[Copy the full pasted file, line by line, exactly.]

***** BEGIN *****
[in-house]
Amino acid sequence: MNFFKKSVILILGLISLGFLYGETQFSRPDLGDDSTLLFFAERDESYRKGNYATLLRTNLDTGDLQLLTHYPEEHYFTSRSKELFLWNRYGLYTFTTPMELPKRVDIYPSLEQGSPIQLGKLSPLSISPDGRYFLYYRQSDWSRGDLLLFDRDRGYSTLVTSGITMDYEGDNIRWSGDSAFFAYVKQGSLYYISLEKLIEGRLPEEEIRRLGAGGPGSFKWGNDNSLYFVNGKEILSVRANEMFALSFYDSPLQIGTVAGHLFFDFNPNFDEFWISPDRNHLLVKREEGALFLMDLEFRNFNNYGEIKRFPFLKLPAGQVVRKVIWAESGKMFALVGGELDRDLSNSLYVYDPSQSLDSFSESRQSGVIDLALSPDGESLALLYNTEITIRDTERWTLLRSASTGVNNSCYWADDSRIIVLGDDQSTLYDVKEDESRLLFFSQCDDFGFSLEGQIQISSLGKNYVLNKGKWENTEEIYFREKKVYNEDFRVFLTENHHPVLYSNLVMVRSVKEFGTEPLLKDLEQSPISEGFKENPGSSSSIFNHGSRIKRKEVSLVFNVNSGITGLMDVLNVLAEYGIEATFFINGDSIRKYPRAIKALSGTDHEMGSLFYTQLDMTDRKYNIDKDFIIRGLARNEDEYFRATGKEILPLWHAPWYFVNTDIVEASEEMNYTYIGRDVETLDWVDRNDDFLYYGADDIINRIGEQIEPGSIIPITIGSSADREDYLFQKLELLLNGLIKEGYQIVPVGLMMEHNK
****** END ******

[in-house]
Amino acid sequence: MNFFKKSVILILGLISLGFLYGETQFSRPDLGDDSTLLFFAERDESYRKGNYATLLRTNLDTGDLQLLTHYPEEHYFTSRSKELFLWNRYGLYTFTTPMELPKRVDIYPSLEQGSPIQLGKLSPLSISPDGRYFLYYRQSDWSRGDLLLFDRDRGYSTLVTSGITMDYEGDNIRWSGDSAFFAYVKQGSLYYISLEKLIEGRLPEEEIRRLGAGGPGSFKWGNDNSLYFVNGKEILSVRANEMFALSFYDSPLQIGTVAGHLFFDFNPNFDEFWISPDRNHLLVKREEGALFLMDLEFRNFNNYGEIKRFPFLKLPAGQVVRKVIWAESGKMFALVGGELDRDLSNSLYVYDPSQSLDSFSESRQSGVIDLALSPDGESLALLYNTEITIRDTERWTLLRSASTGVNNSCYWADDSRIIVLGDDQSTLYDVKEDESRLLFFSQCDDFGFSLEGQIQISSLGKNYVLNKGKWENTEEIYFREKKVYNEDFRVFLTENHHPVLYSNLVMVRSVKEFGTEPLLKDLEQSPISEGFKENPGSSSSIFNHGSRIKRKEVSLVFNVNSGITGLMDVLNVLAEYGIEATFFINGDSIRKYPRAIKALSGTDHEMGSLFYTQLDMTDRKYNIDKDFIIRGLARNEDEYFRATGKEILPLWHAPWYFVNTDIVEASEEMNYTYIGRDVETLDWVDRNDDFLYYGADDIINRIGEQIEPGSIIPITIGSSADREDYLFQKLELLLNGLIKEGYQIVPVGLMMEHNK